Summer is a time of fun and holidays for most families, but it can be particularly hard for families living with a serious illness. The Fitzgerald Family share their Barretstown story to help raise awareness and funds so that Barretstown can bring even more children living with cancer to experience the magic of camp. Please DONATE today.
Conor was only twelve years old when he was diagnosed with Leukaemia. He was on a big family summer holiday in Spain, two weeks from starting secondary school, when he became ill. His parents thought it was heat stroke. So they brought Conor to the hospital, where he was diagnosed with a tumour in his chest.
As you can well imagine, receiving a cancer diagnosis is traumatic enough. But can you imagine being told by doctors in a foreign language, and in a foreign country, that your child has cancer? Conor’s parents did their best on the flight home to pretend everything was okay, when in reality they were fearing the worst.
It was the start of a tough journey for Conor and his family. One that would take its toll on Conor both physically and mentally. You see cancer doesn’t just attack a child’s body, it damages their confidence and their self-esteem too.
Conor got really upset when they got home from Spain, because his mam told him he had to go to hospital and miss his first day of secondary school. All Conor wanted to do was start school. After being checked into Temple Street, his doctors sent him to Crumlin. Conor had Leukaemia and he had to start cancer treatment immediately. Cancer kept Conor out of school, and away from his friends for eight and a half months. He started going into a shell. He couldn’t go anywhere except to hospital.
We couldn’t bring Conor anywhere. Because he had to have his tablets, get his bloods checked… everything revolved around hospitals and medicines.
His treatment wore him down. He didn’t have the energy to leave the house. And even if he wanted to, he’d risk picking up an infection that could put him back in the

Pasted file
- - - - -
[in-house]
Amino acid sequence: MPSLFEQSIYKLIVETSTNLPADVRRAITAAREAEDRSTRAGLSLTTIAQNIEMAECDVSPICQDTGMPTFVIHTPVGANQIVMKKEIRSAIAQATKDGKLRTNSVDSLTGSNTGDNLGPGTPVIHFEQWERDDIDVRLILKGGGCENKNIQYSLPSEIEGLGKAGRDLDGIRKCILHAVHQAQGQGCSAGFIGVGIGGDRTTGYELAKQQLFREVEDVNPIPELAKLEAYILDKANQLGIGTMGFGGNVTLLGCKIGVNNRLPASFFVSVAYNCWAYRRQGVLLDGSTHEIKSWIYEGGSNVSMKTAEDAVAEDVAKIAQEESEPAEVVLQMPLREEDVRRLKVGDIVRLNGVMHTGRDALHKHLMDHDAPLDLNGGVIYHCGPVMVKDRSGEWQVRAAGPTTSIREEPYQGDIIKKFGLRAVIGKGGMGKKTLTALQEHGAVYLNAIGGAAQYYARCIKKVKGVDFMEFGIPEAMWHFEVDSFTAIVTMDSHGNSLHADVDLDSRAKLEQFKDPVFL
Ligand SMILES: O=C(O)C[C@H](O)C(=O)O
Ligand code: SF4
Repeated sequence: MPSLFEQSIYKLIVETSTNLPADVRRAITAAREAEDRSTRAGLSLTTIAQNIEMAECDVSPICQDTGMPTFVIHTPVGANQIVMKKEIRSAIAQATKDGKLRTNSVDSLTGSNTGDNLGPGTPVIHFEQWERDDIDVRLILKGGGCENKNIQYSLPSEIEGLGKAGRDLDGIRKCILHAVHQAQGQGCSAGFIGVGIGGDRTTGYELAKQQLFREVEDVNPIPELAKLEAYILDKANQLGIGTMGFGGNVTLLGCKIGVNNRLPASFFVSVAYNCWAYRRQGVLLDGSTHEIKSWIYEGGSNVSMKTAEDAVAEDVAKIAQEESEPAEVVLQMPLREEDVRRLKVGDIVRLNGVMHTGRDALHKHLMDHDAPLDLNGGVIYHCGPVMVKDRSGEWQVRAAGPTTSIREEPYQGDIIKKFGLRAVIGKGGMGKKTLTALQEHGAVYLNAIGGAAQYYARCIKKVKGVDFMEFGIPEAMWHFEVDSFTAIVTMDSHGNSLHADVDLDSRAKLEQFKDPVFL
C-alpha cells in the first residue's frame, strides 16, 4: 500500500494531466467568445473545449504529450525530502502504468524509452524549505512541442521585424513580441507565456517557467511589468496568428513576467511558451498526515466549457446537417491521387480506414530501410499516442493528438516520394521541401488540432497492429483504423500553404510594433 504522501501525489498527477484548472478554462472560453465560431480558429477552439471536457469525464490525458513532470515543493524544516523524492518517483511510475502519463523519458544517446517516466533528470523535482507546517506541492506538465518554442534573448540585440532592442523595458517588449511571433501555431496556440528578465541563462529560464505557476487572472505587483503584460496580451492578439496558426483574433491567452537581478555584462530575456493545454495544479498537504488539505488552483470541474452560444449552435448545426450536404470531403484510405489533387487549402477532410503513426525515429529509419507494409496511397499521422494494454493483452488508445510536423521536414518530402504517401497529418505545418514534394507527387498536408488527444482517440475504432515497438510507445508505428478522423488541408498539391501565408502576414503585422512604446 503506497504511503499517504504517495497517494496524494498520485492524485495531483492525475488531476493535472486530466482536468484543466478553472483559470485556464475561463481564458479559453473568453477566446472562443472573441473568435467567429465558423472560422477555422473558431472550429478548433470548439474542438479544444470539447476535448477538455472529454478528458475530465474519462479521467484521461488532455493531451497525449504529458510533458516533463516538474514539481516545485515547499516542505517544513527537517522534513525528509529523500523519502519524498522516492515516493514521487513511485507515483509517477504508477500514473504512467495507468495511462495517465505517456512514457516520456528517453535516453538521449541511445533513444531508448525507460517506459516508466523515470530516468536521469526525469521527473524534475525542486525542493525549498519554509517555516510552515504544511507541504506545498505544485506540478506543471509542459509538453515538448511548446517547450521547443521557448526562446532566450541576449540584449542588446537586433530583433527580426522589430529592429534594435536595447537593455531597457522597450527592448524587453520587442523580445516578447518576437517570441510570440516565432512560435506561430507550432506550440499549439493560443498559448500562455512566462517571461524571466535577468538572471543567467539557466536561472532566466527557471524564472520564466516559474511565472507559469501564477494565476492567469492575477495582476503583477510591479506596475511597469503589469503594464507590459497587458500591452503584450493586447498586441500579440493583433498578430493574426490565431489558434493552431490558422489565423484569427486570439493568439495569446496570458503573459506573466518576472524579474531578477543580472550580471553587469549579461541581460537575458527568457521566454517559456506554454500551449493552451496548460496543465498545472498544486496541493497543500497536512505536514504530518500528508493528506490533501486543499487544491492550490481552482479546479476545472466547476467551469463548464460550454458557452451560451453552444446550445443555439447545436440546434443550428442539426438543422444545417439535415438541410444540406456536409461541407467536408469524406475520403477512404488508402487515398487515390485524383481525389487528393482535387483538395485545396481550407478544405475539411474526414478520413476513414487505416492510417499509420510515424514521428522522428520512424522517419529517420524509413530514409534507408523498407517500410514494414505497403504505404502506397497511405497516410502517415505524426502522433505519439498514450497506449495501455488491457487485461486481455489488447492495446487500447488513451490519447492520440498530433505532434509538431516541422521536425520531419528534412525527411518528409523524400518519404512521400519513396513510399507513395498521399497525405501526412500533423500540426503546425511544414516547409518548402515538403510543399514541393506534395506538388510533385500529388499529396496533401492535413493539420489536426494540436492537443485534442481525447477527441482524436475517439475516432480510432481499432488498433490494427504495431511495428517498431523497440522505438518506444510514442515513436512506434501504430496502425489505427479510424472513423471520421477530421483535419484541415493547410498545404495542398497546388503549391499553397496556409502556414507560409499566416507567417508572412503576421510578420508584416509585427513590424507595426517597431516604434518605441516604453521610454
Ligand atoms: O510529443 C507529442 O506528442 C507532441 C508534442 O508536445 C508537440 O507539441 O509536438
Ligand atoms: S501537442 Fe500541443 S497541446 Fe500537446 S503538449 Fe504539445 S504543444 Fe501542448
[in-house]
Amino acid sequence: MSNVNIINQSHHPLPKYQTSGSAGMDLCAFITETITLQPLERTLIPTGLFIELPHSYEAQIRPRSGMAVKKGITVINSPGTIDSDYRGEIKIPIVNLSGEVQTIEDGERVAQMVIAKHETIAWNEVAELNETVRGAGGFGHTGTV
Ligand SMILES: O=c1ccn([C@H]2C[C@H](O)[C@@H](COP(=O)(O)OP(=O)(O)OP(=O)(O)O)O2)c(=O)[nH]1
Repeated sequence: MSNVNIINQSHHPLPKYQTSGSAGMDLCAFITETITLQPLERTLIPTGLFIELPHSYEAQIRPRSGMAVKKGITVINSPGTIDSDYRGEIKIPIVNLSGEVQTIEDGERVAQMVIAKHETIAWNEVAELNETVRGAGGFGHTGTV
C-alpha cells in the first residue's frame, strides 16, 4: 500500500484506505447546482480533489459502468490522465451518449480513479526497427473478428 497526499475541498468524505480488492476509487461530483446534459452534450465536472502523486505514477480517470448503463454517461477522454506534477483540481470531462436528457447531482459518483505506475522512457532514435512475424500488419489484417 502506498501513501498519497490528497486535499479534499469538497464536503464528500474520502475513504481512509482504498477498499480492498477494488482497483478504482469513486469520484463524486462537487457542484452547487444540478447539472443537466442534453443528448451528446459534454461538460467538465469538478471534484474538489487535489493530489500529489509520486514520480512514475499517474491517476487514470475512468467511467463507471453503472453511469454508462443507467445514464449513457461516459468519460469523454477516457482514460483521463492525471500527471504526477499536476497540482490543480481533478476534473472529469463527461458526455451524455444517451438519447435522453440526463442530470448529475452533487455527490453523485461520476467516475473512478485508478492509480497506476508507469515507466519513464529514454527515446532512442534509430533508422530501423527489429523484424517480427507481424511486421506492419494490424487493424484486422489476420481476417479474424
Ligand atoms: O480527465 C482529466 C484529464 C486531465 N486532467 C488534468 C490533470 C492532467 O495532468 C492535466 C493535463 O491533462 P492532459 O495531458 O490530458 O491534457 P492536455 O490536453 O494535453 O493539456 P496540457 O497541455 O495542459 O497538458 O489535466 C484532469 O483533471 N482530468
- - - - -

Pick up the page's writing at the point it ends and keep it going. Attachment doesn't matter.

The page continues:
hospital. Conor retreated further into his shell. But then he came to Barretstown and something magical happened.
We had to put on a show one night. And Conor wasn’t up for getting involved. He just kept saying ‘OH MY GOD!’ Next thing I turn around and there he was dressed up in an outfit dancing around! Barretstown lifted Conor up. After a couple of days at camp, he became outgoing. Conor was himself again.
When Conor heard about Barretstown, he didn’t want to go. He told his mam he didn’t want to go anywhere that had anything to do with cancer. But when he came he found out Barretstown isn’t about having an illness at all. It’s about having fun! Through our programme of activities – what we call Therapeutic Recreation – Conor started to get his self-confidence back. He started to believe in himself again. He met other children with serious illnesses who knew what he was going through. Conor found out he wasn’t alone. I think you’ll agree that children like Conor desperately need a bit of magic in their lives.
I’m happy to tell you that the magic Conor felt at Barretstown stayed with him long after he left camp. It was there when he started back at school last September. This is what his mam told us. He said to me, ‘I’m enjoying being back in school now because I don’t feel awkward anymore’. I think last year he felt people were looking at him. For the first time since he got sick I felt like I was back talking to my son. The big part of him, my funny, outgoing and happy boy that cancer had taken away, had returned. And I believe that Barretstown was the reason.”
When a child is fighting serious illness they forget what it means to be a child.
That’s when they need Barretstown.